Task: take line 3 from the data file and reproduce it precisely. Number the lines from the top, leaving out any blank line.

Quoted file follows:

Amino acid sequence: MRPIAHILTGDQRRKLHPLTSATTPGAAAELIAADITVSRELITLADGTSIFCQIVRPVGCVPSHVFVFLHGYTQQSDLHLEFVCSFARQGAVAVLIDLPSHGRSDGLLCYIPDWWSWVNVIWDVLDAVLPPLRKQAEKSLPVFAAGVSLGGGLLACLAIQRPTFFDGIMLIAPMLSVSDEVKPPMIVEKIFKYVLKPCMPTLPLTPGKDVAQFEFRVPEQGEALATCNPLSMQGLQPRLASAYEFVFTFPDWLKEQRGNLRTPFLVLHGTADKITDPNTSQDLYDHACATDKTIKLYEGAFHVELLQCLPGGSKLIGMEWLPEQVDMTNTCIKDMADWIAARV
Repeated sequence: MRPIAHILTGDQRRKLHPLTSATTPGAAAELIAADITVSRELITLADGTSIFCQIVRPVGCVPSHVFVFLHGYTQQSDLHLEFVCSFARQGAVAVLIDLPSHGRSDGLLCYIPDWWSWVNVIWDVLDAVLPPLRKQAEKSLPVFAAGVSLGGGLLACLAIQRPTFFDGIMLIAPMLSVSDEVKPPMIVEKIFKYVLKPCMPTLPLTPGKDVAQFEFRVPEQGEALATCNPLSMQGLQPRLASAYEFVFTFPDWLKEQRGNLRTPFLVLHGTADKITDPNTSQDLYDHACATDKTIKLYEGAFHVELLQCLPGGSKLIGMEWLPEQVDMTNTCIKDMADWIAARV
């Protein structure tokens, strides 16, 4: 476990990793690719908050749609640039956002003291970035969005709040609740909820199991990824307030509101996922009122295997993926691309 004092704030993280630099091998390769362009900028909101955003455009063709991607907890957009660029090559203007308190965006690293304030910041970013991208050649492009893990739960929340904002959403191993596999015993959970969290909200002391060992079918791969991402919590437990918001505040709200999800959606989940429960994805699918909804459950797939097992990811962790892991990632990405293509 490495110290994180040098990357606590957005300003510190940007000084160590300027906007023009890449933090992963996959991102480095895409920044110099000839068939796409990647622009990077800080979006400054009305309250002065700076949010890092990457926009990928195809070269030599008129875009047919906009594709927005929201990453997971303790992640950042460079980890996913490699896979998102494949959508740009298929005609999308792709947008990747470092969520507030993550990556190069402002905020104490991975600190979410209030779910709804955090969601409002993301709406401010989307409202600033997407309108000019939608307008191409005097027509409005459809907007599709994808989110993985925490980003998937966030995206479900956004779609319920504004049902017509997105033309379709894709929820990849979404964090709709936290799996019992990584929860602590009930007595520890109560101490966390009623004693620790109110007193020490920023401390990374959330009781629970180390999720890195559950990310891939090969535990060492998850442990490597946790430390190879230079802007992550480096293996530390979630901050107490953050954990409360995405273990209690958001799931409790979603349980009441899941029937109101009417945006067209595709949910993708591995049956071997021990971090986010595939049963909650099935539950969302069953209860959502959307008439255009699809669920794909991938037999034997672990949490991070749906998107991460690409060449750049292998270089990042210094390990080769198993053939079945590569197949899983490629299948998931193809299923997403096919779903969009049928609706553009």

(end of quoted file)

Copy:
């Protein structure tokens, strides 16, 4: 476990990793690719908050749609640039956002003291970035969005709040609740909820199991990824307030509101996922009122295997993926691309 004092704030993280630099091998390769362009900028909101955003455009063709991607907890957009660029090559203007308190965006690293304030910041970013991208050649492009893990739960929340904002959403191993596999015993959970969290909200002391060992079918791969991402919590437990918001505040709200999800959606989940429960994805699918909804459950797939097992990811962790892991990632990405293509 490495110290994180040098990357606590957005300003510190940007000084160590300027906007023009890449933090992963996959991102480095895409920044110099000839068939796409990647622009990077800080979006400054009305309250002065700076949010890092990457926009990928195809070269030599008129875009047919906009594709927005929201990453997971303790992640950042460079980890996913490699896979998102494949959508740009298929005609999308792709947008990747470092969520507030993550990556190069402002905020104490991975600190979410209030779910709804955090969601409002993301709406401010989307409202600033997407309108000019939608307008191409005097027509409005459809907007599709994808989110993985925490980003998937966030995206479900956004779609319920504004049902017509997105033309379709894709929820990849979404964090709709936290799996019992990584929860602590009930007595520890109560101490966390009623004693620790109110007193020490920023401390990374959330009781629970180390999720890195559950990310891939090969535990060492998850442990490597946790430390190879230079802007992550480096293996530390979630901050107490953050954990409360995405273990209690958001799931409790979603349980009441899941029937109101009417945006067209595709949910993708591995049956071997021990971090986010595939049963909650099935539950969302069953209860959502959307008439255009699809669920794909991938037999034997672990949490991070749906998107991460690409060449750049292998270089990042210094390990080769198993053939079945590569197949899983490629299948998931193809299923997403096919779903969009049928609706553009």